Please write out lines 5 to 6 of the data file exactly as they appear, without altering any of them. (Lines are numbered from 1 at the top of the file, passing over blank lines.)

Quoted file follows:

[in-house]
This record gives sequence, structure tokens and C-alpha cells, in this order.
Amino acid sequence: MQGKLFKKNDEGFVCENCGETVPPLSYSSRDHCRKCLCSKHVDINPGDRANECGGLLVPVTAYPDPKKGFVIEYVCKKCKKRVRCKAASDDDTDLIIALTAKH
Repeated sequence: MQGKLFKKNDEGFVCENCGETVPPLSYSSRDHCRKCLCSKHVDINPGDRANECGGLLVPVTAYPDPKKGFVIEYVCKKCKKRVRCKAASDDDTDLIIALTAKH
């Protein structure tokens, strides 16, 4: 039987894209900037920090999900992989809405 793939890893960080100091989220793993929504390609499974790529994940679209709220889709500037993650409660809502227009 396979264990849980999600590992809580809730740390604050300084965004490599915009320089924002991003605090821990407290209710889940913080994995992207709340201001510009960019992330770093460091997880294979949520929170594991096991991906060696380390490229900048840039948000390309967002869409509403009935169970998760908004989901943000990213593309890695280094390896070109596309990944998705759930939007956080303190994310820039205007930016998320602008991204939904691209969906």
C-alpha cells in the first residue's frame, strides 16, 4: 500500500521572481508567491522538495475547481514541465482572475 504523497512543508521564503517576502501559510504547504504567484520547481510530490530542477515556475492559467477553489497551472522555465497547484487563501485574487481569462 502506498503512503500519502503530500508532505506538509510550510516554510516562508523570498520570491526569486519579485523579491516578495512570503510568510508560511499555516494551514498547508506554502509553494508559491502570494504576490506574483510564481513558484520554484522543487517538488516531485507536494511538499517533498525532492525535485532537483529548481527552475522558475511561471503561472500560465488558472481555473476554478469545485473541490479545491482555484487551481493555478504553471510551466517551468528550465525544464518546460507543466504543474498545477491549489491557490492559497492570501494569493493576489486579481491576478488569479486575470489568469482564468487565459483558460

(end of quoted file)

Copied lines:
């Protein structure tokens, strides 16, 4: 039987894209900037920090999900992989809405 793939890893960080100091989220793993929504390609499974790529994940679209709220889709500037993650409660809502227009 396979264990849980999600590992809580809730740390604050300084965004490599915009320089924002991003605090821990407290209710889940913080994995992207709340201001510009960019992330770093460091997880294979949520929170594991096991991906060696380390490229900048840039948000390309967002869409509403009935169970998760908004989901943000990213593309890695280094390896070109596309990944998705759930939007956080303190994310820039205007930016998320602008991204939904691209969906």
C-alpha cells in the first residue's frame, strides 16, 4: 500500500521572481508567491522538495475547481514541465482572475 504523497512543508521564503517576502501559510504547504504567484520547481510530490530542477515556475492559467477553489497551472522555465497547484487563501485574487481569462 502506498503512503500519502503530500508532505506538509510550510516554510516562508523570498520570491526569486519579485523579491516578495512570503510568510508560511499555516494551514498547508506554502509553494508559491502570494504576490506574483510564481513558484520554484522543487517538488516531485507536494511538499517533498525532492525535485532537483529548481527552475522558475511561471503561472500560465488558472481555473476554478469545485473541490479545491482555484487551481493555478504553471510551466517551468528550465525544464518546460507543466504543474498545477491549489491557490492559497492570501494569493493576489486579481491576478488569479486575470489568469482564468487565459483558460